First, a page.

MISSED: Auburn had two players wearing the same jersey number (1) on the final play. That should have given USC one more crack at a Hail Mary to tie and/or win. Maybe somebody jumps to the moon or crouches to get the ball through a sea of hands and USC leads with no time remaining. Personally, I think USC’s defense would have still found a way to blow it.
BROKEN BEYOND REPAIR: Watching USC’s defense is worse than watching a political debate. At least in the latter, you can realize a brief glimmer of “I can get behind that” before the mud-slinging blots the camera one more time.
The Gamecocks gave up 395 rushing yards, 551 total. The Tigers knew damn well that all they had to do was run straight up the gut and it would probably work. To their credit, they did. After watching Mississippi State do the same thing to Kentucky’s defense earlier in the day and salt the game, I was wondering why oh, never mind.
At this point, I’m not sure who to blame. It’s certainly not the fault of Lorenzo Ward or any of his staff that USC’s defenders simply can’t tackle or stay in their fundamental positions. That’s something that you assume players can do. When they get to college, you’re teaching scheme and specific alignments, not the basics. USC has had to go back to the basics because none of its defenders seem to know that two arms closing on an offensive player can work most of the time.
Auburn averaged nearly 9 yards per play and scored touchdowns on six straight drives after USC made its first stop. That was briefly interrupted when the Tigers fumbled a punt away. Every time Auburn’s offense took the field, it knew it was going to score. The kicker knew he’d only have to make PATs since USC definitely wasn’t going to force a field goal.
After eight games, the defense is not going to get better. It just won’t. It’s left to the offense to try to score a touchdown every possession (and while capable, that’s an awfully tough row to hoe, asking guys already playing above their talent to be perfect every game) and then hope for the defense. Hope it gets a stop. Hope the offense screws up and never sees that safety underneath. Hope that, in the words of Spurrier’s pal Pepper Rodgers, “We gonna win this football game somehow. I don’t know how, but somehow, we gonna do it.”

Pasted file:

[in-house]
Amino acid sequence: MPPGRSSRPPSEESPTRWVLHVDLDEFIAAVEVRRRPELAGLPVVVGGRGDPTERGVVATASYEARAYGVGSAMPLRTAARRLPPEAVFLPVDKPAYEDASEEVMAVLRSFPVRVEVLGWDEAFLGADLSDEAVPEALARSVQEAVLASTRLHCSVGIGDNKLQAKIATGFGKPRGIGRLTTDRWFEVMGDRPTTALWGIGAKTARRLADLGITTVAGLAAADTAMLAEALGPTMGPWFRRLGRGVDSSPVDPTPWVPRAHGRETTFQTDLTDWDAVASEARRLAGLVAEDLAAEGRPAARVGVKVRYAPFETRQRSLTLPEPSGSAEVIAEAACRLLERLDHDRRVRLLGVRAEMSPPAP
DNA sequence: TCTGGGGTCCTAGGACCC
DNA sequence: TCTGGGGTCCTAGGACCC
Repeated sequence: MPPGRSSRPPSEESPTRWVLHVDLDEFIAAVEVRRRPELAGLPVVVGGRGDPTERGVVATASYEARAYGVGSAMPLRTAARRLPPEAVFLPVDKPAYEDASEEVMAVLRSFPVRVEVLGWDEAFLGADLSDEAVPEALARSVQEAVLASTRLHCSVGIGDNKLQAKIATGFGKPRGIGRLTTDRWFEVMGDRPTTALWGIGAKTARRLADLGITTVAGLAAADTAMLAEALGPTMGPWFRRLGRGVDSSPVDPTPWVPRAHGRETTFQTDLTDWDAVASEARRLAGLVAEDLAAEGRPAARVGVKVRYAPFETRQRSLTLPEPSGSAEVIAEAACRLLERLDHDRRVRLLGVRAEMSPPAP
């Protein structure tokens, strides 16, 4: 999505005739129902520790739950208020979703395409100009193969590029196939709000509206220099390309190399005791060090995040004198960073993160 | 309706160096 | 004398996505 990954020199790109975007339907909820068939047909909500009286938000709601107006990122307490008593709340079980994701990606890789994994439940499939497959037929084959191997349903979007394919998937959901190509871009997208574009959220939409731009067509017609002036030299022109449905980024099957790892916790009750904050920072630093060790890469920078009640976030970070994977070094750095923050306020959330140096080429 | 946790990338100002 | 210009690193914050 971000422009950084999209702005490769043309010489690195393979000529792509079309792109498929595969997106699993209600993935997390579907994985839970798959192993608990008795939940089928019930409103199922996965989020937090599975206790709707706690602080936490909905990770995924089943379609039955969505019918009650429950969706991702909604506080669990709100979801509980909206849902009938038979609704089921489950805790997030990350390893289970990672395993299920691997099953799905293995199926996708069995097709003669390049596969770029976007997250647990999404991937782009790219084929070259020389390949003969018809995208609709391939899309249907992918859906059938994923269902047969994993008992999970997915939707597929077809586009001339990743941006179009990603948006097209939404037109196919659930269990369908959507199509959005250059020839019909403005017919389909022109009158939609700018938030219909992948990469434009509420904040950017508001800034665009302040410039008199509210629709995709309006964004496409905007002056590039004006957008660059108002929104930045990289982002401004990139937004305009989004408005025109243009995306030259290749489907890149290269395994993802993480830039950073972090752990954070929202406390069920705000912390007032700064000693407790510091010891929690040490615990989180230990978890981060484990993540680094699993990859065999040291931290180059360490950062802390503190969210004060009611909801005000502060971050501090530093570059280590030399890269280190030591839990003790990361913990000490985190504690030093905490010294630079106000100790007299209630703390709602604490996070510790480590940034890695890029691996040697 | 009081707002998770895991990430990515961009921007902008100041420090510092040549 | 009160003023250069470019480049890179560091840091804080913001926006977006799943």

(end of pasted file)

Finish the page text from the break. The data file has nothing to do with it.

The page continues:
A team needs much more than hope to win.
Ricardo Louis taking a routine run over left guard for a 75-yard untouched touchdown when it was 28-28 was Arkansas 2007 all over again. Remember that one? Don’t look it up. Like then, it took all momentum away and let every player on that team know that nothing they could do was going to help. USC is simply bad at defense.
If there is a bright spot, it’s that Tennessee and Florida are both horrendous offensively. If the Gamecocks can’t get a pass-rush against the starting Connect 4 board that serves as the Volunteers’ offensive line, or can’t impact Jeff Driskel (who has had a family of black cats walk across his football-career path) or freshman Treon Harris, there won’t be any choice but to make changes at the end of the season. It would be a move to save face, if nothing else.
The season can still be a good one, considering USC’s overall history. This program should never, ever be ashamed of “only” reaching a bowl game every year. There were a lot of seasons where that was as wistful of a dream as Buddy Ryan finding his way to the practice field this week. USC can win its next three, improve to 7-4 and have a chance at 8-4 against that team from the Upstate.
If the Gamecocks do pull that off, it’s very apparent that it won’t be the defense that helps provide it. As bad as the defense was against Texas A&M, it was the first game and the thought was that it couldn’t get worse.